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|King: More must be done to fight hunger in Ouachita|
Hunger is one of the biggest issues in the United States, but little is being done to address this problem, according to Richard King, executive director of Food Bank of Northeast Louisiana.
As energy and gasoline prices have increased, the food bank has seen more people needing emergency food assistance, King said.
"People are stressed and at the edge, and when one more shoe drops, they are really in trouble," King explained. "If there is an illness in the family, or if someone loses their job, they will be pushed over the edge. We live in a high poverty area, and with gas at $3.70 a gallon, that's just like an illness in the family. People are barely making it, and all of a sudden they drive up to the pumps and it costs 100 bucks to fill up their vehicle, when it used to cost 50 bucks. People are being pushed off that cliff, and we've seen a huge increase of people coming to the food bank."
King was disheartened to hear the Ouachita Parish School Board agreed to increase its meal prices. He believes it will have more of an effect than many realize.
The school board recently agreed to raise student meal prices 25 cents for breakfast and 50 cents for lunch.
"Some may say this may not be much … well it is if you don't have it," King said.
The food bank works with many local schools to provide food for at-risk children. Many children who attend northeastern Louisiana schools are malnourished and going hungry, but many people in the general public do not realize it, King said.
In one of the local schools the food bank helps, some 50 percent of its students are showing signs of chronic hunger, according to King.
"They are hoarding food, stealing food and begging for food from other children," King said.
He says solutions must be found because children who are constantly hungry will not have the quality of life they deserve.
King says tackling the hunger issue is not only morally right, but it is a good business decision.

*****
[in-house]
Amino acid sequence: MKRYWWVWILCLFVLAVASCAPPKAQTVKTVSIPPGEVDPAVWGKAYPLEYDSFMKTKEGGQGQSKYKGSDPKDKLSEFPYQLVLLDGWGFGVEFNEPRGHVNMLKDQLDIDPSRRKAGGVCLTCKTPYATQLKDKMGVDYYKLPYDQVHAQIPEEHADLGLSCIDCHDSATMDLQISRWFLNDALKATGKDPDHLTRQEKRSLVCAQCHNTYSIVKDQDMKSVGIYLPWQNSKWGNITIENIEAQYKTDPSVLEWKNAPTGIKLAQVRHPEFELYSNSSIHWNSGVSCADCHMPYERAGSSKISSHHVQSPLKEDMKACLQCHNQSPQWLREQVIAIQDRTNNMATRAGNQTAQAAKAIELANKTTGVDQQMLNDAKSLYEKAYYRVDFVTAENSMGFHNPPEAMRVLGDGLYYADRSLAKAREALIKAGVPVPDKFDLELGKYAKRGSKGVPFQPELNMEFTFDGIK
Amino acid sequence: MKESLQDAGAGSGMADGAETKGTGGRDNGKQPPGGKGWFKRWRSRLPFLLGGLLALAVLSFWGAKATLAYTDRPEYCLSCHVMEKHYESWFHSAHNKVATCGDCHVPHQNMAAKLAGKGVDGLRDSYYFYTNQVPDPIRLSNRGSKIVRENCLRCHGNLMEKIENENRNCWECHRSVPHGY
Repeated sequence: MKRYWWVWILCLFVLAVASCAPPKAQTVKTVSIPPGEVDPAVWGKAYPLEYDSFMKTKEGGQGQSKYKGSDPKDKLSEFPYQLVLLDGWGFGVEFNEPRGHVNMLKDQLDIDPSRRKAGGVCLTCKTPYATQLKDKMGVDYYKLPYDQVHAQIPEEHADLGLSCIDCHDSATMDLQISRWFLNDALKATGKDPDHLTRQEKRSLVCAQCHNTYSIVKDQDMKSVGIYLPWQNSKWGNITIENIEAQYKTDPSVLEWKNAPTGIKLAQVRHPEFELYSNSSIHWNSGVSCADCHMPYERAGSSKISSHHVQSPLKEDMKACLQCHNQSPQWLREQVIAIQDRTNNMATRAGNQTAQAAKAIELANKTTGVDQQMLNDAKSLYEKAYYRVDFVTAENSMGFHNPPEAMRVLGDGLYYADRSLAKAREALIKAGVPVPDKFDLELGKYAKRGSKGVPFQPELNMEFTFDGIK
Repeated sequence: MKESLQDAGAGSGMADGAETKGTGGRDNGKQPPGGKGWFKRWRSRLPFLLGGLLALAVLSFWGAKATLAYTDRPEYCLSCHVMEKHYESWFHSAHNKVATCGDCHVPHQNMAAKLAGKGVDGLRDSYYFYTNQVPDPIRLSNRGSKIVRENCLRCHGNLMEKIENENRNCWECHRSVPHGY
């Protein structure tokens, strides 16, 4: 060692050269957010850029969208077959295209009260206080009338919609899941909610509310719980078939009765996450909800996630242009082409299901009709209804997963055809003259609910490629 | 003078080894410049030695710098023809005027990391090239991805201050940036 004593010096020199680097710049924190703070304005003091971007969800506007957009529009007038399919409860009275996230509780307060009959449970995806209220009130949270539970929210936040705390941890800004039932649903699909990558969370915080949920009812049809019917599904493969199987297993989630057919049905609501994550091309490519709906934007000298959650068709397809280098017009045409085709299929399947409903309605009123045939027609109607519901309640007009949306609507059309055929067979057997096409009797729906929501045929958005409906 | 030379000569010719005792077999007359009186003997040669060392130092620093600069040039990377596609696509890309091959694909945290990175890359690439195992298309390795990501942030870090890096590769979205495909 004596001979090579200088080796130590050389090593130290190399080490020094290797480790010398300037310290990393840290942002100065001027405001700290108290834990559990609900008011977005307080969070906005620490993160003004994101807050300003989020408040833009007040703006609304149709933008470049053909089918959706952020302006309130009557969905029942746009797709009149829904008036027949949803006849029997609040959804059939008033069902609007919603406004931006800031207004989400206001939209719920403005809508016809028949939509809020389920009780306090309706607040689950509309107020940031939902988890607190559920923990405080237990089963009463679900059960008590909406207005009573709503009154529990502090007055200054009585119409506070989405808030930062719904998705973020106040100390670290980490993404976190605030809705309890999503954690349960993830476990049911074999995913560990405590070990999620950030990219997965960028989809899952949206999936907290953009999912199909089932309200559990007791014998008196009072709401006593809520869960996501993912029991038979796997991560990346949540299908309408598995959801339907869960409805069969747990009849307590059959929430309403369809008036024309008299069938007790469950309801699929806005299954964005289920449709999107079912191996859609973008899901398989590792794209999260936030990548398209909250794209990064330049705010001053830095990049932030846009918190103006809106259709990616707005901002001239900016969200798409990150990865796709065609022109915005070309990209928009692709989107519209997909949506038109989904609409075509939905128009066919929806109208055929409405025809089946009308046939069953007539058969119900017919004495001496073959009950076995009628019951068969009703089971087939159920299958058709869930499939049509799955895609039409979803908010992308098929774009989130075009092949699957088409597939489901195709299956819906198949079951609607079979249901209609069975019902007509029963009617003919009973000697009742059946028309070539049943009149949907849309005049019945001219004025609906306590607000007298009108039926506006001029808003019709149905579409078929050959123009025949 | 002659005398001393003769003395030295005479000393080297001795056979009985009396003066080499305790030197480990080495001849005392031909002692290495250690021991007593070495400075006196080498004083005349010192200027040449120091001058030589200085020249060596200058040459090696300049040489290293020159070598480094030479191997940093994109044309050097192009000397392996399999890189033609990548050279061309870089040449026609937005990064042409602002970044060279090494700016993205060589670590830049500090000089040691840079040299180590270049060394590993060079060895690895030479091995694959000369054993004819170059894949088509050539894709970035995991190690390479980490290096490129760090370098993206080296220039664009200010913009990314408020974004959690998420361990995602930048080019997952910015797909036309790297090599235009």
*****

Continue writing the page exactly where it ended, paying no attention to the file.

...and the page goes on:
"In the long-term, by not addressing this issue, it will just cost us more because of the increased health care and all the problems that occur when we let people go hungry," King continued. "It's a lot cheaper to intervene now.
"Raising school lunches is not the answer. I would hope the schools figure out a way not to put any more burdens on the parents … they need to go back and undo it."
He says local, state and national policy makers must work to correct the problem or it will only get worse.
"The ultimate solution is public policy," King said. "Most of our elected officials do not have a grip on hunger. We have to educate people and no longer ignore this problem.
"Then we need fair and honest discussions of alternatives. We need to take a lot of these programs that overlap, and restructure everything."
Food Bank of Northeast Louisiana is the last resort for people who are without resources. Many, though, refuse help from the food bank out of pride.
"It's humiliating for people who have worked and supplied everything for their family to turn around and have to ask for help," King said. "Older people will just starve because of their pride. We want people to come to us. A vast majority of people just need a hand up, and when you give them that hand, they'll do all right."
The food bank relies mostly on donations from all over the United States. King says right now the food bank has an adequate supply of food, but the need is increasing.
"God forbid someone walks through my front door and I have to say, 'I am sorry. I cannot help you,'" King continued. "We are going to remain aggressive and look for ways to succeed because I know there is a mom out there right now who is putting gas in her car to get to work, wondering how she'll feed her children tonight."
The food bank distributes more than 3 million pounds of food annually through 90 charitable agencies in northeast Louisiana.
For more information about the food bank, or to donate, call 322-3567.